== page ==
5. Treats. So, not a good idea for the main diet, but we give scratch to our big girl flock of about 30 birds when we call them in from free ranging (morning and night). They get 1-2 cups each time. I usually make our scratch out of equal parts cracked corn, whole oats, and black oil sunflower seeds. They also get a cabbage each day, and veggie scraps. Sometimes meat scraps. That's their fav.

6. Deworming. Some people deworm, some don't. Some only deworm when they see worms or have unthrifty birds. Our birds live on land where goats once lived, so we deworm spring and fall. I use Valbazen, a broad spectrum dewormer.

7. Automatic coop door opener. LOVE. My girls have a secure run, so they can get out there in the morning. But during the day, the door opens and they can get out into a big run with the goats. And I don't have to get up early and let them out. And at night, if I'm out and about, it closes for me. LOVE. I  have the Chickenguard Extreme with a metal door. LOVE that it can sense the light or I can set the time. So expensive, but so worth it. I also have an Ador automatic chicken door - so so so simple to put in, and since it's on the outside of the building the light sensor works great.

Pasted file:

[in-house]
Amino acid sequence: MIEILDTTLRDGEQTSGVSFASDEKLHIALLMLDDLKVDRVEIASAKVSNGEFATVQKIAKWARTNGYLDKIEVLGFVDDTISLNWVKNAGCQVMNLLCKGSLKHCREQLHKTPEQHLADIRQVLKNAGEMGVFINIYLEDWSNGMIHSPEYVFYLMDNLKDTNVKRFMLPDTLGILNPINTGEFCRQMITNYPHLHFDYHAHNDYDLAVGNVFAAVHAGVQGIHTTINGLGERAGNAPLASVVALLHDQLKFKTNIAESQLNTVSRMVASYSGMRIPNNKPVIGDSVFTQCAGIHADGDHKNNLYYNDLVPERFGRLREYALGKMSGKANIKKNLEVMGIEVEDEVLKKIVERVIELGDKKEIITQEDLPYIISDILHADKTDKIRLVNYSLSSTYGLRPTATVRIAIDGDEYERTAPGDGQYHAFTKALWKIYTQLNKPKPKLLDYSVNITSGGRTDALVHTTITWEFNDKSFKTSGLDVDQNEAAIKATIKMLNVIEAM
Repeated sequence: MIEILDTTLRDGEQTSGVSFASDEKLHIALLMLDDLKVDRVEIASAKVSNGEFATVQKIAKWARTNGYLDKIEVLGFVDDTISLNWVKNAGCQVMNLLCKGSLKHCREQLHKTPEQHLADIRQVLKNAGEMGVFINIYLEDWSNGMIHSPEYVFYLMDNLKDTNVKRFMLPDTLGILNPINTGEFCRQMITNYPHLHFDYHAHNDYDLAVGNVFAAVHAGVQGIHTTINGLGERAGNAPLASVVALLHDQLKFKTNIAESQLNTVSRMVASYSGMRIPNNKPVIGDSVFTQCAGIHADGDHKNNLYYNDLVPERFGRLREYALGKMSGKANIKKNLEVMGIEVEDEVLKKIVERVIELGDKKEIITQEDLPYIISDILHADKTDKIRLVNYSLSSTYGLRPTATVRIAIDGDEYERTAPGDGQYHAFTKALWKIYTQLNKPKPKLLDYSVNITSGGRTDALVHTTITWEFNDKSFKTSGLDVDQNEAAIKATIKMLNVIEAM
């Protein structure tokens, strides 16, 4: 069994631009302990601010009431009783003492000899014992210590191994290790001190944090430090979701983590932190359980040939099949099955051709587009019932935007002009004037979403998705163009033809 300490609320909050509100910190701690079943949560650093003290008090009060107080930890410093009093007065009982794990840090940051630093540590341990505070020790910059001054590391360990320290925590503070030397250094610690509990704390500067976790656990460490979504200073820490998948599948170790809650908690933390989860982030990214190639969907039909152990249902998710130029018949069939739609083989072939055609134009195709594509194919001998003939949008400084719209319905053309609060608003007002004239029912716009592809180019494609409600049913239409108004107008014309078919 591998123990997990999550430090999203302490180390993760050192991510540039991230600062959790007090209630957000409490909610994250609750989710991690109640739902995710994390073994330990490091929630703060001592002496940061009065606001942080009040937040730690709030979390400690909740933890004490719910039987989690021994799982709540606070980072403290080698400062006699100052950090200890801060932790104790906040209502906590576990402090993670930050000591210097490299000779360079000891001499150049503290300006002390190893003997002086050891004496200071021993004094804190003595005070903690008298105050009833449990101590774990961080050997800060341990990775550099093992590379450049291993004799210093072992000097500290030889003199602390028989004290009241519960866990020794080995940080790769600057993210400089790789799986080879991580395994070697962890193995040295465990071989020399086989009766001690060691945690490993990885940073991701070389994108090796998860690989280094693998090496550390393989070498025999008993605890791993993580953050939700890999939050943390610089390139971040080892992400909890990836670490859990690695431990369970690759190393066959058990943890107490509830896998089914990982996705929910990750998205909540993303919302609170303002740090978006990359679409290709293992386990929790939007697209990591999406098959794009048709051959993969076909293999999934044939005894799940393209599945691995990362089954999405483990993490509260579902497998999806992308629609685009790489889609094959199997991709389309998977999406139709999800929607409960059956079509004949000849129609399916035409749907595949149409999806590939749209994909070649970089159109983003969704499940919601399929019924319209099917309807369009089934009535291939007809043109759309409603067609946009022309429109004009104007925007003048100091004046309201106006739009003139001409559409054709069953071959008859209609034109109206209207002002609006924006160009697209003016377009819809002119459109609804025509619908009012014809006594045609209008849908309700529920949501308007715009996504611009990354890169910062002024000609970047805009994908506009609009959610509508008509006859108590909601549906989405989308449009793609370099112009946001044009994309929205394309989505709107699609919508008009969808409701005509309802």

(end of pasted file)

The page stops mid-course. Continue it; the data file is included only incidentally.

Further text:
Take care of your girls and they will take care of you! Here are some photos of the wonderful rewards!

The tiny egg is a wind or fart egg - just a little misfire, often without a yolk.

Pretty colored eggs from our Easter Egger crew.

And no, I have no idea why this chicken chose to lay her egg in the water.


  1. Heidi, I love all these supplements and supportive ingredients you are offering your flock. One question about implementation, how do you effectively and easily mix into a 50lb bag of feed??? I immediately thought that a mini version of one of those compost barrel spinning devices would be ideal, but I'd love to hear your practical solutions.

  2. I actually have a Rubbermaid container that can fit a 50 lb bag. I pour half in and then pour half of the supplements on top of that and stir it with a wooden spoon. Then I pour in the other half of the bag and the other half of the supplements and stir the top half with a spoon.